Adapting Multi-touch Software to Utilise Different Display Shapes

Multi-touch technology is becoming more common place in both industrial and casual computing. With this rise in use developers are producing a wider range of multi-touch interfaces, each with different elements in their design. One element that most have in common is the shape of the display.

However, with the growing desire for non-rectangular displays to facilitate ubiquitous computing it is becoming apparent that multi-touch systems will need to support a range of display shapes. Several technologies already exist which can facilitate this. Other display technologies can easily be adapted to different display shapes as well.

However most software is currently designed assuming a rectangular visual output. This results in the developed software being reliant on a particular display shapes. This work focused on finding ways of adapting software to be able to adapt its visual content to any display shape.

It was discovered that when software which was dependant on a rectangular visual output were used with a non-rectangular display, occlusion of regions of the output occurred. This occlusion resulted in visual information becoming lost and software becoming unusable.

Several different methods of positioning visual content to avoid occlusion were developed. One of the methods involved mapping the layout of content items to a virtual rectangle. This rectangle was then scaled, rotated and posited to fit the display (using a largest empty rectangle finding method). Alternatives to this method discussed in the work included deforming the shape of the visual contents to match the output or squashing the layout of the content items to pull content items into the display shape. These methods did resolve the occlusion problem but did result in the layout of content items being lost. This may not be desirable for some content items which are positioned relative to each other in a specific way – for example if the content items were laid out in a grid these methods would deform the appearance of the grid.

The method which returned the best results was discovered to be a combination of two methods. First the virtual rectangle method is used to resolve occlusion. Then for content items to which layout is not important (in multi-touch systems these items are normally those which users can manipulate directly through gestures) their initial layout is stretched. This pulls these content items out of the virtual rectangle into previously unused areas of the display. This maximises the initial use of the display’s real estate.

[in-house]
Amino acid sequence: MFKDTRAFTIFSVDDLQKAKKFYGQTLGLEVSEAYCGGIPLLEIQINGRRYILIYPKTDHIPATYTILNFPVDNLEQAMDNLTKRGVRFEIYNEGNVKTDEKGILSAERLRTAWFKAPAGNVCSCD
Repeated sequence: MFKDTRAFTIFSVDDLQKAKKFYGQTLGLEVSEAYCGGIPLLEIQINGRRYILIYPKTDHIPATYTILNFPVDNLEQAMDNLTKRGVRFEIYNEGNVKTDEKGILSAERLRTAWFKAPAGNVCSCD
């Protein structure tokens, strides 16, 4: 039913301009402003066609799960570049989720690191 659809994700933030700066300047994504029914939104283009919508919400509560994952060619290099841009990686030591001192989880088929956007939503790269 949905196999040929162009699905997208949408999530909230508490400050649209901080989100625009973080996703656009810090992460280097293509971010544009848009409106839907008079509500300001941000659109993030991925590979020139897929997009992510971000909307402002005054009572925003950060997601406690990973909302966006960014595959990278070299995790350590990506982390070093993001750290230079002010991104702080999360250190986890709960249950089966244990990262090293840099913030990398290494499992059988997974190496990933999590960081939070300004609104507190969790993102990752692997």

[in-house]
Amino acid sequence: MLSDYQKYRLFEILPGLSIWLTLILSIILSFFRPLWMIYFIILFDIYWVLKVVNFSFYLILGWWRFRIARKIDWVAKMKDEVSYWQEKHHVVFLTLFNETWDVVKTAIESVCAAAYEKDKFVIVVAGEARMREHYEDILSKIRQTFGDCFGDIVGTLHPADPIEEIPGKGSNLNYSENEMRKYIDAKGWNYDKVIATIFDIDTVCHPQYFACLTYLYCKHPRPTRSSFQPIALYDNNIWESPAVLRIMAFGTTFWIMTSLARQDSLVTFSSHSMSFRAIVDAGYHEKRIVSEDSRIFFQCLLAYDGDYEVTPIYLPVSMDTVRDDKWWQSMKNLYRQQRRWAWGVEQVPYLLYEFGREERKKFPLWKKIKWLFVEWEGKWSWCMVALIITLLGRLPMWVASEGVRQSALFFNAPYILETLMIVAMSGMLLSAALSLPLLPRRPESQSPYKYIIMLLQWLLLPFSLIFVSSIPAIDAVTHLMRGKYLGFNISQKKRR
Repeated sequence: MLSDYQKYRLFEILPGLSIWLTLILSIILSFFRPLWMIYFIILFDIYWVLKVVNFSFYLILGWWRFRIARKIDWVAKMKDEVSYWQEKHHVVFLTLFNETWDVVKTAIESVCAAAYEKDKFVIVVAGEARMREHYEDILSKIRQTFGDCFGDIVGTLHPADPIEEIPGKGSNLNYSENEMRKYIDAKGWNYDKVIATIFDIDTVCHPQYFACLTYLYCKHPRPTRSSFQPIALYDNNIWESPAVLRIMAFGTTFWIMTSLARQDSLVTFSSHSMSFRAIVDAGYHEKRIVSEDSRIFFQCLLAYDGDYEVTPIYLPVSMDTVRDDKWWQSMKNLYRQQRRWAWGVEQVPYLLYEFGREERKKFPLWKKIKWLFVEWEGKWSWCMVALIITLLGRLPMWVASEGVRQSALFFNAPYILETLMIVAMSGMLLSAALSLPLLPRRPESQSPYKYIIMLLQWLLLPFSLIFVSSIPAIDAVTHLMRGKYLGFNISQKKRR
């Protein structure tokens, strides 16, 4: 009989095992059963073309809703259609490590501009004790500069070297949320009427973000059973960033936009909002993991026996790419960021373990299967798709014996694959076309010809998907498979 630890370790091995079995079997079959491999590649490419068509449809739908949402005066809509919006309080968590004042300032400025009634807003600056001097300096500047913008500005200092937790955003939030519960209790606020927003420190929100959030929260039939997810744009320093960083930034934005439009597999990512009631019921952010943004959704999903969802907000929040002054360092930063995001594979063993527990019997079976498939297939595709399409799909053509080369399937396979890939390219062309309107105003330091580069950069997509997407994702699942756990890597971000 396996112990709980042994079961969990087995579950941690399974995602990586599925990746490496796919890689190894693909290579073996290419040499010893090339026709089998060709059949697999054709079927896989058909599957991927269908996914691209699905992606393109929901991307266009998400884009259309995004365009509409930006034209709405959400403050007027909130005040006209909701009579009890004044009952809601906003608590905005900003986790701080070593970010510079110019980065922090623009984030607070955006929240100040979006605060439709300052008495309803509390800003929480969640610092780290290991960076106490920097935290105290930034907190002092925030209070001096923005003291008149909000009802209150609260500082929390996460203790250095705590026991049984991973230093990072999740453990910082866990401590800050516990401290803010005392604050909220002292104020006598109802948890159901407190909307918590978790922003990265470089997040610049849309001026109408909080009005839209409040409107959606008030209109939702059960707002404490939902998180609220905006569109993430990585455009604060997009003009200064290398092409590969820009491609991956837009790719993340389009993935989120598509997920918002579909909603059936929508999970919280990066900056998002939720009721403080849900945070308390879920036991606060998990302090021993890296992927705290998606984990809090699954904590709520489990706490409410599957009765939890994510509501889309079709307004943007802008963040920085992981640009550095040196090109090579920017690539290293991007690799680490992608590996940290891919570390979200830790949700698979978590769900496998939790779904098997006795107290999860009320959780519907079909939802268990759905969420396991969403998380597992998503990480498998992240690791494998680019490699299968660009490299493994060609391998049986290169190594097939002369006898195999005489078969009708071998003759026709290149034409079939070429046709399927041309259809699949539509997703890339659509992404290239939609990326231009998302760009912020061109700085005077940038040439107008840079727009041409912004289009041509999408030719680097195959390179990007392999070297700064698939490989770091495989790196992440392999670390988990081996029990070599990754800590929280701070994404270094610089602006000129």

These methods of resolving occlusion from different display shapes was implemented into the SynergyNet framework. With the methods implemented at a framework level, any applications supported by the software became capable of utilising different shaped displays. Footage captured from the software during the evaluation of the methods can be seen in the following videos:

The results of the evaluation were promising and show that it is possible to allow multi-touch software to dynamically adapt its visual contents to different display shapes. Of course the methods of allowing software to dynamically adapt itself to different display shapes are not constrained to multi-touch systems. Methods for resolving occlusion caused by different display shapes could be used in any software. Substantially more information on the work done is available in the related thesis:

The Thesis in which this work is discussed can be read here

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